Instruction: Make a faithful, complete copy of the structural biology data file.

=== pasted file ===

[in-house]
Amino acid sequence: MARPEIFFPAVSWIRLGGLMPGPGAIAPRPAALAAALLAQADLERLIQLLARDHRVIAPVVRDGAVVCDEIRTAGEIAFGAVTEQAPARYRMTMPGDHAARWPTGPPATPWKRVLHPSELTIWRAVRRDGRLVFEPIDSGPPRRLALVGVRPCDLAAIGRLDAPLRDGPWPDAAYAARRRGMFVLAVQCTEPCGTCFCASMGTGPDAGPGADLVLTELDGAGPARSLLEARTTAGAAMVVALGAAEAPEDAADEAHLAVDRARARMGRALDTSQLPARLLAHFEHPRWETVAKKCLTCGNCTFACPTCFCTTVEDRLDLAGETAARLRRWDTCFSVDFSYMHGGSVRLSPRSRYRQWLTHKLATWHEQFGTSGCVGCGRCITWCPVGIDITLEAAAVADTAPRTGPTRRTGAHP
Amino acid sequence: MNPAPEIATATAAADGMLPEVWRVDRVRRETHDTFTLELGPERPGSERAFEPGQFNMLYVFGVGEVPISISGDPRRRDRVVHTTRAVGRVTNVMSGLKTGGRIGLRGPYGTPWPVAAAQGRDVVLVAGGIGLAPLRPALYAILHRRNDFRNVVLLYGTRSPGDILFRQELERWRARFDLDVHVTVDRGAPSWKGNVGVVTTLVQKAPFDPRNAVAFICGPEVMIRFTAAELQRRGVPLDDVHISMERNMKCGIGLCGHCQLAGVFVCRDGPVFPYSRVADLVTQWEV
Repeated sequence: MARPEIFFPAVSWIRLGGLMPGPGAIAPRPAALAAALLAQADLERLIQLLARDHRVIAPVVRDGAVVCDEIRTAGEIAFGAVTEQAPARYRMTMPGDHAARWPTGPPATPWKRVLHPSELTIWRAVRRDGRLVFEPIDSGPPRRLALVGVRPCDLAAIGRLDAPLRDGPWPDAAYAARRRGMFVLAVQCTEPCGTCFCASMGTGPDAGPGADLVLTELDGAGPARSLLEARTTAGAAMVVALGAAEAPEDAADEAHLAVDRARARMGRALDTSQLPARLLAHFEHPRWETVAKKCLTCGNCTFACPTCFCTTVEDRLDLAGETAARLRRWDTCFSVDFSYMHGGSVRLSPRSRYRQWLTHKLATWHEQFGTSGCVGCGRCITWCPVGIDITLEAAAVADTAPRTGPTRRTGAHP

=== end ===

[in-house]
Amino acid sequence: MARPEIFFPAVSWIRLGGLMPGPGAIAPRPAALAAALLAQADLERLIQLLARDHRVIAPVVRDGAVVCDEIRTAGEIAFGAVTEQAPARYRMTMPGDHAARWPTGPPATPWKRVLHPSELTIWRAVRRDGRLVFEPIDSGPPRRLALVGVRPCDLAAIGRLDAPLRDGPWPDAAYAARRRGMFVLAVQCTEPCGTCFCASMGTGPDAGPGADLVLTELDGAGPARSLLEARTTAGAAMVVALGAAEAPEDAADEAHLAVDRARARMGRALDTSQLPARLLAHFEHPRWETVAKKCLTCGNCTFACPTCFCTTVEDRLDLAGETAARLRRWDTCFSVDFSYMHGGSVRLSPRSRYRQWLTHKLATWHEQFGTSGCVGCGRCITWCPVGIDITLEAAAVADTAPRTGPTRRTGAHP
Amino acid sequence: MNPAPEIATATAAADGMLPEVWRVDRVRRETHDTFTLELGPERPGSERAFEPGQFNMLYVFGVGEVPISISGDPRRRDRVVHTTRAVGRVTNVMSGLKTGGRIGLRGPYGTPWPVAAAQGRDVVLVAGGIGLAPLRPALYAILHRRNDFRNVVLLYGTRSPGDILFRQELERWRARFDLDVHVTVDRGAPSWKGNVGVVTTLVQKAPFDPRNAVAFICGPEVMIRFTAAELQRRGVPLDDVHISMERNMKCGIGLCGHCQLAGVFVCRDGPVFPYSRVADLVTQWEV
Repeated sequence: MARPEIFFPAVSWIRLGGLMPGPGAIAPRPAALAAALLAQADLERLIQLLARDHRVIAPVVRDGAVVCDEIRTAGEIAFGAVTEQAPARYRMTMPGDHAARWPTGPPATPWKRVLHPSELTIWRAVRRDGRLVFEPIDSGPPRRLALVGVRPCDLAAIGRLDAPLRDGPWPDAAYAARRRGMFVLAVQCTEPCGTCFCASMGTGPDAGPGADLVLTELDGAGPARSLLEARTTAGAAMVVALGAAEAPEDAADEAHLAVDRARARMGRALDTSQLPARLLAHFEHPRWETVAKKCLTCGNCTFACPTCFCTTVEDRLDLAGETAARLRRWDTCFSVDFSYMHGGSVRLSPRSRYRQWLTHKLATWHEQFGTSGCVGCGRCITWCPVGIDITLEAAAVADTAPRTGPTRRTGAHP